Thanks for playing everybody! Sam, you were sooooooo close.When Lezlei (sil/bff) of Breath of Art was here visiting earlier this month, she stopped by a Farmer’s Market with her daughter-in-law and grand daughter out in the Chino Hills area.
When she arrived at my home that evening, she was bearing gifts of chocolate covered strawberries, raw almonds, raw cashews, and this pine-cone looking fruit I had never seen before.
The fruit was very hard and did not ripen until Lezlei had left to head back to Texas. She took one of them with her, so we were able to cut into our fruit and then compare notes over the telephone.
Here’s some info . . .
Cherimoya is native to Ecuador and Peru where it is known as “The Jewel of the Incas”
The flesh is lusciously soft. It is sweet but tangy.
Some describe it as a mixture of mango, papaya, bananas and even coconut.
It’s got the sweet tart acidity of a really good apple with a super creamy texture, sort of like custard.
Mark Twain called the cherimoya "the most delicious fruit known to men." He called it “deliciousness itself.”
It looks like a big green pinecone
When you buy one look for skin that is uniformly green without blemishes, cracks, or brown spots.
Cherimoyas should not be soft at purchase because they bruise easily.
It’s better to let them ripen a few days, undisturbed, at room temperature.
They will yield to gentle thumb pressure when ripe. Very much like an avocado.
The cherimoya has a big disclaimer. You cannot eat the skin. It can cause paralysis! Mild paralysis, but it can last up to five hours.
The easiest way to eat the fruit is to cut it in half and scoop the flesh out with a spoon.
Cherimoyas won't bear fruit without some help. In their native habitat of Peru and Ecuador, there is an insect that pollinates the cherimoya flowers, but the insect does't reside in the U.S., so the growers in this country have to pollinate each flower by hand .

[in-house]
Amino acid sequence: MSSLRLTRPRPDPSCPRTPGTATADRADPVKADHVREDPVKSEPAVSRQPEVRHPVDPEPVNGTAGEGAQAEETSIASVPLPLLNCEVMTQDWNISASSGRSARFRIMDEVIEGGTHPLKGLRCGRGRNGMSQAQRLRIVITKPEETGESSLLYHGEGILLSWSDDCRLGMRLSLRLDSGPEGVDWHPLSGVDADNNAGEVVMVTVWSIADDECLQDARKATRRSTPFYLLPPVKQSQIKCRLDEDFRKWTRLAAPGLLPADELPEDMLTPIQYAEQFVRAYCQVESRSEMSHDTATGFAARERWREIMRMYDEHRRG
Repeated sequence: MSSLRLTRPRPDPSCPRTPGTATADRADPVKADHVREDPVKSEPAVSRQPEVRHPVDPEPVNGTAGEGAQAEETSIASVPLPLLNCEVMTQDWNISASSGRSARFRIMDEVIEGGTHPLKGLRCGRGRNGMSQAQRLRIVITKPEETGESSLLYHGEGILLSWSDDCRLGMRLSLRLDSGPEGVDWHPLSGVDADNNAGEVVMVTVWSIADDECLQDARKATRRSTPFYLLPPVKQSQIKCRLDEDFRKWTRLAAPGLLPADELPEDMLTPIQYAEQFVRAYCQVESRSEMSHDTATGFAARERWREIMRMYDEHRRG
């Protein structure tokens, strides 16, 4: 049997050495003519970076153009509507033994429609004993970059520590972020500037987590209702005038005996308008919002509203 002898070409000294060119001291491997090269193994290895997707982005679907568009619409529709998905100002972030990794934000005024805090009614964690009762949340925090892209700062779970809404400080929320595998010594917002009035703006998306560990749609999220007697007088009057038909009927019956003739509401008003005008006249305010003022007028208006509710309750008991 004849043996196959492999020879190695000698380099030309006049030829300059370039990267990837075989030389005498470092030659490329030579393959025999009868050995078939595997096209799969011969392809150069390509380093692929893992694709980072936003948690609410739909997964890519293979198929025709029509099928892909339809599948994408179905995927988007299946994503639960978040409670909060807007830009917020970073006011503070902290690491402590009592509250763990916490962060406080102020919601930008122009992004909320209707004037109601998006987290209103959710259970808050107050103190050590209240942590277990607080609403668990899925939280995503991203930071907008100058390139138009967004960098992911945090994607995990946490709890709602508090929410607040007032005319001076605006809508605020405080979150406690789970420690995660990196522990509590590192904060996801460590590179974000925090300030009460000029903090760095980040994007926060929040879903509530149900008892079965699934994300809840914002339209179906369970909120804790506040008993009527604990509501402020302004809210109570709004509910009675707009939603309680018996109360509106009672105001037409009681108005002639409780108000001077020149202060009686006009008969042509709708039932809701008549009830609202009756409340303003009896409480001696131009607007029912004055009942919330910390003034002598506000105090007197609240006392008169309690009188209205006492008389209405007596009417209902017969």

Its a labor intensive process in which pollen is brushed from the flower into a film canister, or other small container, and then brushed onto another flower when the flower's stigma is receptive. This pollination process last for several months as the tree comes into bloom. Sometimes the flowers will self pollinate but self pollinated fruit can be misshapen. Nor is hand pollination 100% effective. Growers expect that some fruit will not form even though the flower was pollinated.
Like avocados, cherimoyas cannot be chilled before they ripen.
Once ripe, they can be refrigerated for up to five days, but be careful not to bruise them. Rough handling of even unripe fruit leads to off flavored bruised fruit.
Common varieties of Cherimoya are White, Booth, Bay and Spain.
Cherimoyas make delicious sorbets or milkshakes, but their complex flavor and aroma is enjoyed when served halved or quartered and eaten with a spoon. Cherimoyas are rich in fiber, vitamin C and niacin.
The skin will turn brown as the cherimoya becomes soft and ripe.
Don't cut into it when you first notice ripeness. Give it a day or two more. But if you let it sit out too long without eating it, the sugar in the flesh will become fermented tasting
Cut down the center from the top to bottom. Cut in quarters and eat with a spoon or hold on your hand and eat like a watermelon. Scrape the rind with your teeth to get every bit of sweet flesh, then discard the rind.
Need a recipe? How about a Cherimoya Daiquiri
4 ounces light rum, 2 teaspoons sugar
1 ounce Curacao, 3/4 cup chopped cherimoya
1 ounce lime juice, 2 cups crushed ice
Put all ingredients into blender container. Blend until thick, frosty and smooth. Makes 2 servings.